Morristown master plan: Really, really, really close to passage

Video by Abby Semple for


Morristown Moving Forward, the town’s revised master plan, moved within sight of the goal line on Tuesday after more than a year of talking and tinkering.

“We’re fine-tuning an already great town,” Phil Abramson, the town planner, said after being grilled by residents for nearly three hours at a planning board meeting.

Anita Lewis steps up to the front of the camera of MG's Abby Semple. Photo by Kevin Coughlin

Anita Lewis steps up to the mic…in front of the camera of MG’s Abby Semple. Photo by Kevin Coughlin

Board Chairman Joe Stanley postponed a vote to approve the document for one more meeting, so neighboring towns can be apprised of final tweaks.  A special meeting is anticipated within weeks.

“I’m very happy with the public turnout. They asked great questions,” said Mayor Tim Dougherty, praising the town’s planning consultants, Topology NJ, for “phenomenal work” on the 146-page plan. 

The Mayor stressed that it’s only a guide, a blueprint for zoning ordinances that the town council must craft in coming months. “This is just the beginning,” he said.

One change made on Tuesday at the behest of residents involved the 121-year-old Peck School. The new master plan had proposed carving its 14-acre tract into two zones–residential and mixed use. The mixed use would have given the private school greater leeway in developing its property along South Street.

But neighbors have a contentious relationship with Peck, and they swayed town planners to revert to the existing all-residential zone. That zoning is restrictive; the school must obtain use variances for any major development.

“Thank you for doing what you did tonight,” said former Mayor Jay DeLaney, who lives near Peck.

Susan Gruel, a planner for the school, was not so pleased. Calling Peck “an asset to the community that’s been here forever,” she accused the town of “ad hoc zoning.”

Video by Abby Semple for

On another front, Phil Abramson sought to dispel public assertions that the master plan authorizes Morristown Medical Center to expand.

“We are not expanding the hospital zone,” he said.

A Hill Street resident objected to allowing four-story buildings (six stories if plazas, parking or other “public benefits” are added) at the old lumberyard at Morris and Elm streets, as proposed. Ken Hoffman predicted commercial developers will rush in, marring a venerable neighborhood.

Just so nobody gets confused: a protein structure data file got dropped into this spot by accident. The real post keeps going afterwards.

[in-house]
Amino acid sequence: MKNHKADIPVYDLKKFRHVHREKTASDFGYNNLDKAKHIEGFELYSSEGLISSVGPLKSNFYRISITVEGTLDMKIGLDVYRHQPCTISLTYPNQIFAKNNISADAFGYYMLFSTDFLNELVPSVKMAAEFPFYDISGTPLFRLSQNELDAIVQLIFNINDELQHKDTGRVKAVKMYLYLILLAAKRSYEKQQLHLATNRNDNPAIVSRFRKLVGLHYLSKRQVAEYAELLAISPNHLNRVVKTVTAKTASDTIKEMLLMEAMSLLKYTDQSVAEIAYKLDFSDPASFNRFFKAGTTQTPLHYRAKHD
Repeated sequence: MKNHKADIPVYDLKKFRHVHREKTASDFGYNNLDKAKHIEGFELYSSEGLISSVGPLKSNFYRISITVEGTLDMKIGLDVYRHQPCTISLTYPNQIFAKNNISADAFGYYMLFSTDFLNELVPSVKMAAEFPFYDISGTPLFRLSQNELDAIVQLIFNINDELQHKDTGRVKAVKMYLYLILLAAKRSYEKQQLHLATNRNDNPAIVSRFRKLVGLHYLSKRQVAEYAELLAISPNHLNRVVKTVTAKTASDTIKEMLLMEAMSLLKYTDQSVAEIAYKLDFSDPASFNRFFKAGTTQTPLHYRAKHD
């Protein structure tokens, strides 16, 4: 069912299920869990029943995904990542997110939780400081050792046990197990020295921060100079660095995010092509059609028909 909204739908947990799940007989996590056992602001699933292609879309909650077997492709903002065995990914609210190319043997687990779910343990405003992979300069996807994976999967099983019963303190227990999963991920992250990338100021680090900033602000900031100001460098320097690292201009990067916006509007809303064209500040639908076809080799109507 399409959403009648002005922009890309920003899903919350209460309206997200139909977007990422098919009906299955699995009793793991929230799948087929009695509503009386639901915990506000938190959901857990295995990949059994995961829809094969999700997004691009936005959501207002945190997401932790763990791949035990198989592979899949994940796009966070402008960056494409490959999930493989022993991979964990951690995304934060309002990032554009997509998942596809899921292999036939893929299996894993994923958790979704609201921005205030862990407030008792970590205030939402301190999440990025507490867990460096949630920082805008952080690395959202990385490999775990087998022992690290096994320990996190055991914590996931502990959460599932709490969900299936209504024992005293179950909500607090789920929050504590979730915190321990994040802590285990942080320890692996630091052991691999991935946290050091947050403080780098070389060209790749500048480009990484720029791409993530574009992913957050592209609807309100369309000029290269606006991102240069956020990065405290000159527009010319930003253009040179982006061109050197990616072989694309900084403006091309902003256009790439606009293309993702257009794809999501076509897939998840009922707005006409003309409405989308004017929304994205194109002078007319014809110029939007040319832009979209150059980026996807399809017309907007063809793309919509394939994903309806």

morristown moving forward draft nov 2013

Others voiced opposition to extending South Street’s three-story heights all the way to the Madison Avenue intersection.

Still others expressed concerns about property taxes shooting up if development is skewed too heavily towards residential units instead of retail and business.

Foote’s Pond and other local waterways need dredging to remain ecologically viable, added another resident who wanted to see more environmental issues incorporated into the plan.

There were a few memorable exchanges.

Christine Conti-Collins, owner of a 40 Park luxury condo and critic of the Mayor, complained that only the Mayor’s designees will get tapped for a master plan advisory committee.

“It’s good to be the Mayor,” Mayor Dougherty shot back.

Margret Brady, a critic of the master plan, urged officials to preserve the town’s neighborhoods. Noting how Morristown’s grand Victorian homes sprouted near rail lines of yesteryear, Marge said the town should zone for more residential development near the train station.

“It’s one of the most important things you can do,” said the former councilwoman.

Preserving neighborhoods has been a primary goal of the extensive master plan process, according to Phil Abramson. The flip side of that, he said, is identifying appropriate places for growth–like the train station area, and major avenues.

Morristown Moving Forward attempts to accommodate such growth using something called form-based planning. It’s more flexible than traditional zoning, which narrowly and rigidly defines what can go where, Phil said.


Morristown planning board listens as Mayor Tim Dougherty comments. Photo by Kevin Coughlin

Morristown planning board listens as Mayor Tim Dougherty comments. Photo by Kevin Coughlin

A large crowd peppered the planning board with questions and comments about the pending master plan. Photo by Kevin Coughlin

A large crowd peppered the planning board with questions and comments about the pending master plan. Photo by Kevin Coughlin









  1. Margret Brady says:

    A major point made by the planners was that the language of the plan was changed to permit the council to make further corrections when drafting the new zoning ordinance. Many other corrections were made and explained for the first time last night, when a sheet of some of those changes was handed out.
    The Road categories were changed so that description of the blue and orange roads will be switched. In other words, before last night, the blue roads were in the B category. They will now be C. The C roads will become B roads. That still needs more study.
    The Planners also agreed to ID more historic property, after a citizen pointed out that the Robert Tracey Veterans Park was now in an office zone. That’s a good thing. After I got home, I noticed that the historic Presbyterian Church Cemetery had be rezoned for high intensity use. I’m sure that was not intended.
    It was very important to grant the residents an opportunity to ask questions, that a number of corrections were made and the flawed plan was not voted into law. They kept repeating that the council would have plenty of opportunity to fine tune the zoning when they draft the zoning ordinance but without the change in language added last night, that would not have been possible.

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